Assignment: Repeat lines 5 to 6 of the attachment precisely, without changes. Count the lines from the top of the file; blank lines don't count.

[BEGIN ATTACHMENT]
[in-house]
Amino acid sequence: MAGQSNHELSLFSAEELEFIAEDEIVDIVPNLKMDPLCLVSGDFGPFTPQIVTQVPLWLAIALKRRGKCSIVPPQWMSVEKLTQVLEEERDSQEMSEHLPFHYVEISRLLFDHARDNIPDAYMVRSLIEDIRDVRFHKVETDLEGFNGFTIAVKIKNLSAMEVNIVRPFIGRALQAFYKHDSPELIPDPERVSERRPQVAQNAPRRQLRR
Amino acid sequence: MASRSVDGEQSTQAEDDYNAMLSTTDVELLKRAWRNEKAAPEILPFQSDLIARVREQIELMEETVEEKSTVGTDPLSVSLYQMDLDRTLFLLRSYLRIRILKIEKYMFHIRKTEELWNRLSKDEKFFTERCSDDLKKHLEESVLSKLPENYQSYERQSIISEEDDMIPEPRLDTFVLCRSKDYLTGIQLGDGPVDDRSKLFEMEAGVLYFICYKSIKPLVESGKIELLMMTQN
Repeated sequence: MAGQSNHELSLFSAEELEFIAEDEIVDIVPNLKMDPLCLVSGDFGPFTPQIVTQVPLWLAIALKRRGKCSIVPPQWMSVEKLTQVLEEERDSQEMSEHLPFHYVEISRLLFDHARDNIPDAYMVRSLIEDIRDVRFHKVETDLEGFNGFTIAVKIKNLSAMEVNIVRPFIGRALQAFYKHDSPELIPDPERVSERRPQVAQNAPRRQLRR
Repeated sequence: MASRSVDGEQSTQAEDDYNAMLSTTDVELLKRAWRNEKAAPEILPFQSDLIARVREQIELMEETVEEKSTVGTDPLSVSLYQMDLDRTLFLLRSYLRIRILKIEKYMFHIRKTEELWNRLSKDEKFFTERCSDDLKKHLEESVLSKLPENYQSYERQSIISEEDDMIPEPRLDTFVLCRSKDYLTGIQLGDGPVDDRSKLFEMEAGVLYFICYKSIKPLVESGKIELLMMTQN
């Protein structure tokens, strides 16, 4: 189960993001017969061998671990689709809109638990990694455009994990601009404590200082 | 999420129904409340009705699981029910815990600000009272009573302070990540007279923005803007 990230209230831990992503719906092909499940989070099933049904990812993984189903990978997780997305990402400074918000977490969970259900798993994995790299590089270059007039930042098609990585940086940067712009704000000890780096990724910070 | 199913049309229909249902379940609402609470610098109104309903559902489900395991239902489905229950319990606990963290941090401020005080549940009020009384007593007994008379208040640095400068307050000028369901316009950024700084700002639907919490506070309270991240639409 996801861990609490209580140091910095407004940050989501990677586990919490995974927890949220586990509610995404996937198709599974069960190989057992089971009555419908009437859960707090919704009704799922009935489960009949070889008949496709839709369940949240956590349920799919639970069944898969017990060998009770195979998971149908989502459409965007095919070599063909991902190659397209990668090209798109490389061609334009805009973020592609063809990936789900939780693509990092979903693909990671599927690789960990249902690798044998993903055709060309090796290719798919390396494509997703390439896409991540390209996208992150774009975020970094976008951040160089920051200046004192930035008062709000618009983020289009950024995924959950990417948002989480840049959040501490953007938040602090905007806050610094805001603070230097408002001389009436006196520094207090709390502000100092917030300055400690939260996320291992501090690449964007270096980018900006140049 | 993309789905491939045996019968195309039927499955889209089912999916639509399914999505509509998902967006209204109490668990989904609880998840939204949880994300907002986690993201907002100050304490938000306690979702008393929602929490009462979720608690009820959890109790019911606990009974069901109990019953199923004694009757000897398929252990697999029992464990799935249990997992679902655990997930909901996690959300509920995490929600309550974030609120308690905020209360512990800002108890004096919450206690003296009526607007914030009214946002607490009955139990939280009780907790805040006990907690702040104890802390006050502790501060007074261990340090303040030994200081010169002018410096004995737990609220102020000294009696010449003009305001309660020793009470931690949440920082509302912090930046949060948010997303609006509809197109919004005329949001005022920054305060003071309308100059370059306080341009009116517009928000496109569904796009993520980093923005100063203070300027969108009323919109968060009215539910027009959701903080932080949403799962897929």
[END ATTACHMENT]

Repeated sequence: MASRSVDGEQSTQAEDDYNAMLSTTDVELLKRAWRNEKAAPEILPFQSDLIARVREQIELMEETVEEKSTVGTDPLSVSLYQMDLDRTLFLLRSYLRIRILKIEKYMFHIRKTEELWNRLSKDEKFFTERCSDDLKKHLEESVLSKLPENYQSYERQSIISEEDDMIPEPRLDTFVLCRSKDYLTGIQLGDGPVDDRSKLFEMEAGVLYFICYKSIKPLVESGKIELLMMTQN
């Protein structure tokens, strides 16, 4: 189960993001017969061998671990689709809109638990990694455009994990601009404590200082 | 999420129904409340009705699981029910815990600000009272009573302070990540007279923005803007 990230209230831990992503719906092909499940989070099933049904990812993984189903990978997780997305990402400074918000977490969970259900798993994995790299590089270059007039930042098609990585940086940067712009704000000890780096990724910070 | 199913049309229909249902379940609402609470610098109104309903559902489900395991239902489905229950319990606990963290941090401020005080549940009020009384007593007994008379208040640095400068307050000028369901316009950024700084700002639907919490506070309270991240639409 996801861990609490209580140091910095407004940050989501990677586990919490995974927890949220586990509610995404996937198709599974069960190989057992089971009555419908009437859960707090919704009704799922009935489960009949070889008949496709839709369940949240956590349920799919639970069944898969017990060998009770195979998971149908989502459409965007095919070599063909991902190659397209990668090209798109490389061609334009805009973020592609063809990936789900939780693509990092979903693909990671599927690789960990249902690798044998993903055709060309090796290719798919390396494509997703390439896409991540390209996208992150774009975020970094976008951040160089920051200046004192930035008062709000618009983020289009950024995924959950990417948002989480840049959040501490953007938040602090905007806050610094805001603070230097408002001389009436006196520094207090709390502000100092917030300055400690939260996320291992501090690449964007270096980018900006140049 | 993309789905491939045996019968195309039927499955889209089912999916639509399914999505509509998902967006209204109490668990989904609880998840939204949880994300907002986690993201907002100050304490938000306690979702008393929602929490009462979720608690009820959890109790019911606990009974069901109990019953199923004694009757000897398929252990697999029992464990799935249990997992679902655990997930909901996690959300509920995490929600309550974030609120308690905020209360512990800002108890004096919450206690003296009526607007914030009214946002607490009955139990939280009780907790805040006990907690702040104890802390006050502790501060007074261990340090303040030994200081010169002018410096004995737990609220102020000294009696010449003009305001309660020793009470931690949440920082509302912090930046949060948010997303609006509809197109919004005329949001005022920054305060003071309308100059370059306080341009009116517009928000496109569904796009993520980093923005100063203070300027969108009323919109968060009215539910027009959701903080932080949403799962897929």